By Carin Holmes
Assistant News Editor

Pennsylvania Governor Tom Wolf proposed his 2021 legislative agenda on Feb. 3rd, which focused heavily on what he called the commonwealth’s “unequal and underfunded” educational system.

Included in the legislative agenda is the governor’s proposal of creating the Nellie Bly College Tuition Program, as previously covered by The Keystone News after Governor Wolf’s visit to KU in 2020. This needs-based tuition program could serve as a lifeline to students and families who may not have the money to afford a college education and would be held back by significant student loans. 

The program would provide financial assistance to students who are enrolled full-time in Pennsylvania State System of Higher Education (PASSHE) institutions. 

“There is a student loan debt crisis across our country,” the governor’s legislative plan says. “It’s a burden on young people and their families that can last for years and holds them back.”

This program is meant to help fill the gap that often exists between the cost of tuition and the total cost of college. The program will help pay for all college expenses, not just tuition, and costs such as room and board, books, supplies and graduation expenses would all be covered under the program.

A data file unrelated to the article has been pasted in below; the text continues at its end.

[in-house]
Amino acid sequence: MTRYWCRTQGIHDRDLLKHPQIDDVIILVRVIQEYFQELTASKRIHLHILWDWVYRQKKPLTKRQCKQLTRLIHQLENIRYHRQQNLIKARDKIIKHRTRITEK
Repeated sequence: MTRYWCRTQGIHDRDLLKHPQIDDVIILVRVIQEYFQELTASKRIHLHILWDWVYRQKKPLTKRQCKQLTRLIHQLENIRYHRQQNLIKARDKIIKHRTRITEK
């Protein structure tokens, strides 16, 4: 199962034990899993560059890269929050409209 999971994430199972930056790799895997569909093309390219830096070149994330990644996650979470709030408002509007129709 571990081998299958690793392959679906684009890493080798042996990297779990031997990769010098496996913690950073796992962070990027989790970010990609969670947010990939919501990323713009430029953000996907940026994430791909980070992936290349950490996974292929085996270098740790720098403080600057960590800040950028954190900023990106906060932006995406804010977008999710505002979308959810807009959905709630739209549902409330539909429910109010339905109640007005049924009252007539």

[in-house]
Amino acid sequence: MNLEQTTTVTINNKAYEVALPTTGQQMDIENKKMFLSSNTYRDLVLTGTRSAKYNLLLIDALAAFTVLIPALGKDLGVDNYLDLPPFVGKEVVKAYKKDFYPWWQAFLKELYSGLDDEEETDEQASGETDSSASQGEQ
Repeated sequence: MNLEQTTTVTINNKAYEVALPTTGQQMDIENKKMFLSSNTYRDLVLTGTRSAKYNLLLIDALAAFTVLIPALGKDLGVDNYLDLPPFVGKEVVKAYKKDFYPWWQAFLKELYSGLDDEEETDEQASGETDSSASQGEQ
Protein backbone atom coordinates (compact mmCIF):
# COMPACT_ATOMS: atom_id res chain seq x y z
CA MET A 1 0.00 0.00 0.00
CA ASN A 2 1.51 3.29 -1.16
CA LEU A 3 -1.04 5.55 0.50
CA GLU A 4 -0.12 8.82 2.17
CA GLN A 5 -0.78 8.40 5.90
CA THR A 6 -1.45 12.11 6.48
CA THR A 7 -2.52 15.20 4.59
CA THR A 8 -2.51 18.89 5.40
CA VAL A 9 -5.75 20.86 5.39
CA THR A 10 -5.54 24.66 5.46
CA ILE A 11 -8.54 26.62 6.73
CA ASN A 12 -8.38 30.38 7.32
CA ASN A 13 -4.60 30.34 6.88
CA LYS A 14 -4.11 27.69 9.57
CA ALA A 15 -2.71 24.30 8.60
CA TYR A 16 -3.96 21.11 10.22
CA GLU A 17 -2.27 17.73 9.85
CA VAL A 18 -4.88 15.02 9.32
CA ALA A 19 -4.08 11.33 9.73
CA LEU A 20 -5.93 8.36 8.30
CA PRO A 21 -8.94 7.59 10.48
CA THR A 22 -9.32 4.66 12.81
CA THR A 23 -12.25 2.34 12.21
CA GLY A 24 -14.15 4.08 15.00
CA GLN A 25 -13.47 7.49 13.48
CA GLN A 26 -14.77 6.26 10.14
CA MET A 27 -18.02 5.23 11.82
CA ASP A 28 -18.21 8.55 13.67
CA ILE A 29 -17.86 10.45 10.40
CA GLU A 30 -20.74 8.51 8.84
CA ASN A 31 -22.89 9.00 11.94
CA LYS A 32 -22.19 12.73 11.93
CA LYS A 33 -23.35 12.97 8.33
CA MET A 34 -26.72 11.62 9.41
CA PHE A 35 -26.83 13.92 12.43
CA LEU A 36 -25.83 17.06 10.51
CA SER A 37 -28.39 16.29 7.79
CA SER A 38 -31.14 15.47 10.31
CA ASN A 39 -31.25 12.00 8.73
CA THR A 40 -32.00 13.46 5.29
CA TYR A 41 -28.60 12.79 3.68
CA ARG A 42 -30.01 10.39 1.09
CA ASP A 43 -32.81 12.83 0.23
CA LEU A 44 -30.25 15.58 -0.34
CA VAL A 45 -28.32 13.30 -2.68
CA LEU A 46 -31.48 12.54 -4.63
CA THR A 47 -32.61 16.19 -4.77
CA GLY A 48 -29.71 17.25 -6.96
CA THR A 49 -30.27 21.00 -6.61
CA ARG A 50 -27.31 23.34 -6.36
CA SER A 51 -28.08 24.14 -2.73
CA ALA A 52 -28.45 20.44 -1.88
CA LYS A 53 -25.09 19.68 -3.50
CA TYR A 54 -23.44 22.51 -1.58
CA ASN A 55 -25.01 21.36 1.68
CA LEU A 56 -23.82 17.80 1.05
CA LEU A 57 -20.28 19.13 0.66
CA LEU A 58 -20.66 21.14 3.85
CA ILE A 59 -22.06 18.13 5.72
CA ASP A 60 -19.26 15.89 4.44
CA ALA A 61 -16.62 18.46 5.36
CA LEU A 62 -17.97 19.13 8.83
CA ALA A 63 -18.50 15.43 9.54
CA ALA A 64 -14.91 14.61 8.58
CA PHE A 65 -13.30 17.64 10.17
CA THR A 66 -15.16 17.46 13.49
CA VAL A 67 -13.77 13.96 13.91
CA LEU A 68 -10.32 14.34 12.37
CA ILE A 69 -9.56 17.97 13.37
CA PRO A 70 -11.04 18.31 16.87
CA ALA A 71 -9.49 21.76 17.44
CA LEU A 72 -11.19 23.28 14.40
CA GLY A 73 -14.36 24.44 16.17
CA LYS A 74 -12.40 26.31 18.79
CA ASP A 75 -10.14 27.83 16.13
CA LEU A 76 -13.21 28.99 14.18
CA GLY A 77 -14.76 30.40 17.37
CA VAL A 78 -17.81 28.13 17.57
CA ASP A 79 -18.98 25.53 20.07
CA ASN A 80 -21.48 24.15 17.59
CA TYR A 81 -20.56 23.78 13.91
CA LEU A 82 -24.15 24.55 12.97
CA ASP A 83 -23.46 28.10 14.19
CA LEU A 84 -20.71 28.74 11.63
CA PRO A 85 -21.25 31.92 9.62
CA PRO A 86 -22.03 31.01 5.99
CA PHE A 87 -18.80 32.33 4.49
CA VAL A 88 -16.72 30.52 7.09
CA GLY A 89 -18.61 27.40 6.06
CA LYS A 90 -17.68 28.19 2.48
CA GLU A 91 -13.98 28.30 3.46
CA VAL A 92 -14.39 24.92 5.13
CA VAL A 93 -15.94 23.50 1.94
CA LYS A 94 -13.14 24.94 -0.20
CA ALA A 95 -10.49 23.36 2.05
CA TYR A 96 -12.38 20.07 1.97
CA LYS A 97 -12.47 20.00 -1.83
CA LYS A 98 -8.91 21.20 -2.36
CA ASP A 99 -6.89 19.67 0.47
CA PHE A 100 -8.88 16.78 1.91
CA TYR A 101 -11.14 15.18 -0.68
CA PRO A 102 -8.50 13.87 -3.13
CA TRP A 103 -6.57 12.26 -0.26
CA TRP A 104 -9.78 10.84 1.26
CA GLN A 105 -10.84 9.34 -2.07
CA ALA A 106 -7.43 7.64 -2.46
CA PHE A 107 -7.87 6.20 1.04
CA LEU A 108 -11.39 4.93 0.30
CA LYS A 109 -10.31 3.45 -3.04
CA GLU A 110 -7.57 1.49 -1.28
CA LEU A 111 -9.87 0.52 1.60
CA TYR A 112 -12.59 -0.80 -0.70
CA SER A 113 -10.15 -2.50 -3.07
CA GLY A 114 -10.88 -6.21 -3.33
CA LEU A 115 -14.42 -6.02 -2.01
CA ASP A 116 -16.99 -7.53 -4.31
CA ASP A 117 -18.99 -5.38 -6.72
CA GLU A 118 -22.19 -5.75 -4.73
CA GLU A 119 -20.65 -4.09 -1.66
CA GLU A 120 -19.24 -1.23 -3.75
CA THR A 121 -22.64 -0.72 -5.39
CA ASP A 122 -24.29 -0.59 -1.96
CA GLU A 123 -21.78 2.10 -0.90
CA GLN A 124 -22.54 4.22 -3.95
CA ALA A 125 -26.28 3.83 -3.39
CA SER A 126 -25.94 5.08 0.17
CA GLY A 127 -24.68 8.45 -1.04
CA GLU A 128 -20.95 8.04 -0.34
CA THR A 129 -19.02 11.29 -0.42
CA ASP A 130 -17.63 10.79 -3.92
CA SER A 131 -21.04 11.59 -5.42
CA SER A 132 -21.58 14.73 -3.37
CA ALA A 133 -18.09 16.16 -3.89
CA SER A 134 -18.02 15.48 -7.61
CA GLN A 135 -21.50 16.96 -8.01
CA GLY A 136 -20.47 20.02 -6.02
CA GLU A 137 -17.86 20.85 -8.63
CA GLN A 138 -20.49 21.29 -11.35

The program would come at an important time for Pennsylvanians. Pa. had the highest average student loan debt per resident in 2019 with an average of $36,000. This program would help change the long-term outlook for qualifying students and their families. 

This proposed program would only be available to qualifying students who attend one of the fourteen PASSHE schools, which includes Kutztown University. According to the legislative plan, there would be priority given to students who intend to go into the fields of health care or education after graduating.

In exchange for the financial assistance, students agree to stay in Pennsylvania for the same amount of years they received the assistance for. If the recipient moves out of Pennsylvania during the period they had committed to stay, the program would convert the grant to a loan that needs to be paid back to the commonwealth.

Governor Wolf proposed that $199 million be set aside for the Nellie Bly College Tuition Program by repurposing existing money that is currently going to the Horse Racing Development Fund. When this program was proposed for the first time last year, it was promptly met with backlash from the Pennsylvania Equine Coalition who said that it would “result in the end of horseracing in Pennsylvania.” 

It is unclear at this time what eligibility requirements there would be for this program other than being a full-time PASSHE student. However, it is clear that this program could be a great benefit to KU students and PASSHE as a whole.


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